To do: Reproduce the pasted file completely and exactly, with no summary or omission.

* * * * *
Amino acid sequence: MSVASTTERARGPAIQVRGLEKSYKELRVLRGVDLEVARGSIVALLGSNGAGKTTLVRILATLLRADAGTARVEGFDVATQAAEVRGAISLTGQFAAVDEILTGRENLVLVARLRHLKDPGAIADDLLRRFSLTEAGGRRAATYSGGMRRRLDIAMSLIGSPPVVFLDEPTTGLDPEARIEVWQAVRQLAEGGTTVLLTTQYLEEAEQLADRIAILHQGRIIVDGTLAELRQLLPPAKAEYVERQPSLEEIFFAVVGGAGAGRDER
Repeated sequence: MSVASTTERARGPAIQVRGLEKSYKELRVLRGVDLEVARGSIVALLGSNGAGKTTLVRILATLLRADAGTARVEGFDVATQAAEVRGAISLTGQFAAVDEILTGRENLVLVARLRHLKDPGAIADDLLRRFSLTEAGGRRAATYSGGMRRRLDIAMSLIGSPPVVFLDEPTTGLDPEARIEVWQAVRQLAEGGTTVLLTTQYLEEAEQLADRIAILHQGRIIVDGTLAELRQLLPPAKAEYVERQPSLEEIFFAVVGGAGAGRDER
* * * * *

Amino acid sequence: MSVASTTERARGPAIQVRGLEKSYKELRVLRGVDLEVARGSIVALLGSNGAGKTTLVRILATLLRADAGTARVEGFDVATQAAEVRGAISLTGQFAAVDEILTGRENLVLVARLRHLKDPGAIADDLLRRFSLTEAGGRRAATYSGGMRRRLDIAMSLIGSPPVVFLDEPTTGLDPEARIEVWQAVRQLAEGGTTVLLTTQYLEEAEQLADRIAILHQGRIIVDGTLAELRQLLPPAKAEYVERQPSLEEIFFAVVGGAGAGRDER
Repeated sequence: MSVASTTERARGPAIQVRGLEKSYKELRVLRGVDLEVARGSIVALLGSNGAGKTTLVRILATLLRADAGTARVEGFDVATQAAEVRGAISLTGQFAAVDEILTGRENLVLVARLRHLKDPGAIADDLLRRFSLTEAGGRRAATYSGGMRRRLDIAMSLIGSPPVVFLDEPTTGLDPEARIEVWQAVRQLAEGGTTVLLTTQYLEEAEQLADRIAILHQGRIIVDGTLAELRQLLPPAKAEYVERQPSLEEIFFAVVGGAGAGRDER